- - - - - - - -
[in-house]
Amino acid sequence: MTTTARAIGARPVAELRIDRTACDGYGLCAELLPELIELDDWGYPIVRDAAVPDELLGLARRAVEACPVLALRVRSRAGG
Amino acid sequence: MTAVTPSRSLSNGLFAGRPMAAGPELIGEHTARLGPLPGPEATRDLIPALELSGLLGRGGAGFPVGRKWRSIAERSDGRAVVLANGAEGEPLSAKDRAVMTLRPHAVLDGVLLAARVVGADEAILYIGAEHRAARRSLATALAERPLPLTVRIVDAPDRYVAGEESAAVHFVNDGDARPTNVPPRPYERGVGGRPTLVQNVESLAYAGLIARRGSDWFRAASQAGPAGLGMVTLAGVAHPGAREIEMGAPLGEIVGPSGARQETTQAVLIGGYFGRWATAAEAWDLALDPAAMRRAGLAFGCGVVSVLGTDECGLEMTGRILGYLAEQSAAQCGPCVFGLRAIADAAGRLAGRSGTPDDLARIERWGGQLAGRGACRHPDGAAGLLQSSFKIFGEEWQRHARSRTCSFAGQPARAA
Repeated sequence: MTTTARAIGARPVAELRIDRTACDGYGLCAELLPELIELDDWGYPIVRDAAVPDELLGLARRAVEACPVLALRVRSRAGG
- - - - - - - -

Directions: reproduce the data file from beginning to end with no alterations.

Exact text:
[in-house]
Amino acid sequence: MTTTARAIGARPVAELRIDRTACDGYGLCAELLPELIELDDWGYPIVRDAAVPDELLGLARRAVEACPVLALRVRSRAGG
Amino acid sequence: MTAVTPSRSLSNGLFAGRPMAAGPELIGEHTARLGPLPGPEATRDLIPALELSGLLGRGGAGFPVGRKWRSIAERSDGRAVVLANGAEGEPLSAKDRAVMTLRPHAVLDGVLLAARVVGADEAILYIGAEHRAARRSLATALAERPLPLTVRIVDAPDRYVAGEESAAVHFVNDGDARPTNVPPRPYERGVGGRPTLVQNVESLAYAGLIARRGSDWFRAASQAGPAGLGMVTLAGVAHPGAREIEMGAPLGEIVGPSGARQETTQAVLIGGYFGRWATAAEAWDLALDPAAMRRAGLAFGCGVVSVLGTDECGLEMTGRILGYLAEQSAAQCGPCVFGLRAIADAAGRLAGRSGTPDDLARIERWGGQLAGRGACRHPDGAAGLLQSSFKIFGEEWQRHARSRTCSFAGQPARAA
Repeated sequence: MTTTARAIGARPVAELRIDRTACDGYGLCAELLPELIELDDWGYPIVRDAAVPDELLGLARRAVEACPVLALRVRSRAGG